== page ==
In 1940 Robeson sang a tribute (with music by Count Basie and lyrics by Richard Wright) to the legendary fighter Joe Louis. As Mike Marqusee says, ‘King Joe’ presents Louis as ‘a creation of black America’ – a political as well as sporting hero.
But that all came later. In the twenties, the young Robeson was appalled at the invitation he take up prize-fighting, a sport associated with thuggish criminality. ‘I would have done anything rather than that,’ he later said. ‘Anything!’ Yet he soon encountered the restrictions that Ali spoke of, the racist boundaries limiting the options of talented African Americans. Though he graduated with a legal degree from Columbia, he abandoned his practice when a stenographer told him, ‘I never take dictation from a nigger’.
He embraced the stage for the same reason that Ali took up the gloves: simply, it was one of the few choices open to him. In 1925, he and the African American arranger Lawrence Brown gave a triumphant performance consisting entirely of spirituals, reclaiming the so-called ‘sorrow songs’ for the Harlem Renaissance. In London in 1930, he became the first actor of African descent since Ira Aldridge in the nineteenth century to star in a major production of Othello, definitively smashing the myth that black actors could only play minor or comic roles. Horne notes how deeply Robeson grappled with Shakespeare, struggling for an interpretation of the Bard’s deeply ambiguous text through which he could make an anti-racist statement. ‘Playing Othello provided Robeson,’ he argues, ‘with a profounder understanding of white supremacy; to that extent, it was art that helped to drive him to revolutionary understanding.’
Britain was also the home of a vibrant labour movement and a scattering of black intellectuals, a country that, as Horne notes, ‘in a dialectical fashion … had become a leading coloniser and imperialist nation and simultaneously produced some of the sterner critics of these systems of exploitation.’ In 1937, Robeson pledged his support for the Spanish Republic, with the famous declaration: ‘The artist must take sides. He must elect to fight for freedom or slavery. I have made my choice.’ Crucially, Robeson understood the war in Spain not only as a struggle against Franco’s Nationalists but also a battle against white supremacy at home. Langston Hughes expressed the importance of Spain to black America in a poem written in the form of a letter home from an African American volunteer, explaining ‘Fascists is Jim Crow peoples, honey/And here we shoot ‘em down.’ Likewise, when Robeson visited Moscow, he applauded Soviet Union for its official opposition to racism at a time when segregation ruled throughout the US.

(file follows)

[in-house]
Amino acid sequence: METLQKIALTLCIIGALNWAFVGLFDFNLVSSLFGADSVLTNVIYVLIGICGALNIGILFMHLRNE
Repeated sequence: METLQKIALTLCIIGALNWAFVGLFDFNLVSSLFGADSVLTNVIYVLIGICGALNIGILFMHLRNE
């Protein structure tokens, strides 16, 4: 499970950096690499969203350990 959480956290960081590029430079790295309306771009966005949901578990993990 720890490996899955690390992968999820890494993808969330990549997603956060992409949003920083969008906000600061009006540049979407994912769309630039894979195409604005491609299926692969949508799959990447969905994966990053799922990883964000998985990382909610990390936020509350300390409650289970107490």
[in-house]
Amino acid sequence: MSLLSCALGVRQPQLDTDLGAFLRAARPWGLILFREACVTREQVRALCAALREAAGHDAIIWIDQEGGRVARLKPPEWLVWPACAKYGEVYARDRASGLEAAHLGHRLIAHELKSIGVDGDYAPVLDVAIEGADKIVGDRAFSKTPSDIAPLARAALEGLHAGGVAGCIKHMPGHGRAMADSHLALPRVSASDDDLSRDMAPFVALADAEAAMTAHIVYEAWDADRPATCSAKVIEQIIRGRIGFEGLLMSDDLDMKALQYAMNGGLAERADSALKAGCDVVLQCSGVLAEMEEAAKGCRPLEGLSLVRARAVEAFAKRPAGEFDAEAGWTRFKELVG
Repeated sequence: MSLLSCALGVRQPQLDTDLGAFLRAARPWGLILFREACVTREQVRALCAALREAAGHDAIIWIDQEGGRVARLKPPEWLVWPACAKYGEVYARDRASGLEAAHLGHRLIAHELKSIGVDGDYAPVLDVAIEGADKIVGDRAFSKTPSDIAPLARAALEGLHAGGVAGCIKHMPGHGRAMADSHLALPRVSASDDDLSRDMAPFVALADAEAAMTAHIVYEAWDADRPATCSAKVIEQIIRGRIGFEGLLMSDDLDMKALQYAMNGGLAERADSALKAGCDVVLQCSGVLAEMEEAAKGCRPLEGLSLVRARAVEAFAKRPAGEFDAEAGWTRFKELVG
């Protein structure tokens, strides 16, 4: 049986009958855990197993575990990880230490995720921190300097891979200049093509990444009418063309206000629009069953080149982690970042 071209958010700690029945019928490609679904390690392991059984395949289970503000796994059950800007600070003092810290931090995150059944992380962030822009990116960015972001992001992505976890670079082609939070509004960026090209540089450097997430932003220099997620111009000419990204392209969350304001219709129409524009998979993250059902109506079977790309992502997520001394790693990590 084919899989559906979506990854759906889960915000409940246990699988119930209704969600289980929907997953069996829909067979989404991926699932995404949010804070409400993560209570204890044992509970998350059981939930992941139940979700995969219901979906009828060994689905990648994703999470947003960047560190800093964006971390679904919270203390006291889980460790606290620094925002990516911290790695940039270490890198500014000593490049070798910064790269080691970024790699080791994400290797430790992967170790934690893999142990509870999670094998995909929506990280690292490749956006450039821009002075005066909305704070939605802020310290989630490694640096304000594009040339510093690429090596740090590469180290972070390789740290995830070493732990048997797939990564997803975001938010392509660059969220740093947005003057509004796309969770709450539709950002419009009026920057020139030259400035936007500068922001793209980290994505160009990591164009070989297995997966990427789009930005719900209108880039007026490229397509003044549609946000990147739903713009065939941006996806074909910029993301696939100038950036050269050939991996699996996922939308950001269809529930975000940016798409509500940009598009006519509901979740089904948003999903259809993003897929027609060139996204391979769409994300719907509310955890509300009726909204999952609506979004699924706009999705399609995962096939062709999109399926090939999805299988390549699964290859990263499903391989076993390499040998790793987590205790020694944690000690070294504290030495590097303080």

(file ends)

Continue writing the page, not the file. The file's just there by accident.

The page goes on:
In other words, Robeson’s politicisation involved the simultaneous embrace of socialism, black liberation and anti-colonialism, aims that he understood as fundamentally entwined.
Robeson’s greatest popularity coincided with the second world war, especially once the US and the Soviet Union allied against the Nazis. With the American government actively promoting public support for its new Russian ally (‘We are going to get along with [Stalin] and the Russian people,’ explained President Roosevelt, ‘very well indeed’), Robeson’s politics seemed patriotic rather than subversive. He was depicted clasping hands with Eleanor Roosevelt – ‘a symbol,’ Horne says, ‘of the “popular front” or the alliance that fascism had impelled, driving together liberals and radicals’ – and in 1943, Time magazine proclaimed him ‘probably the most famous living Negro.’
His friend CLR James explained, ‘I do not believe that any human being in the twentieth century … achieved the world-wide fame and recognition that Paul Robeson did.’ During that time, Robeson used his extraordinary profile to campaign against segregation. When he revived his Othello for US audiences, for instance, he insisted on a contractual stipulation allowing him to walk off stage if black audience members had been seated separately from whites. According to Horne, ‘Robeson was a kind of Pied Piper of anti-Jim Crow, journeying from city to city inspiring fellow crusaders ….’
It’s here that the comparison with Ali again becomes useful. In February 1964, the young Cassius Clay unexpectedly defeated the heavily-favoured Sonny Liston. Clay announced immediately that he was joining the Nation of Islam. At that time, white Americans knew of the Nation of Islam primarily through Mike Wallace’s TV documentary, The Hate that Hate Produced, in which they were told that ‘Black Muslims’ judged the white man guilty for racial crimes. ‘The sentence,’ Wallace warned, ‘is death.’
By associating himself with the Nation of Islam, Muhammad Ali (as he was now known) broke with the American mainstream in the most shocking way possible. The American writer Dave Zirin explains: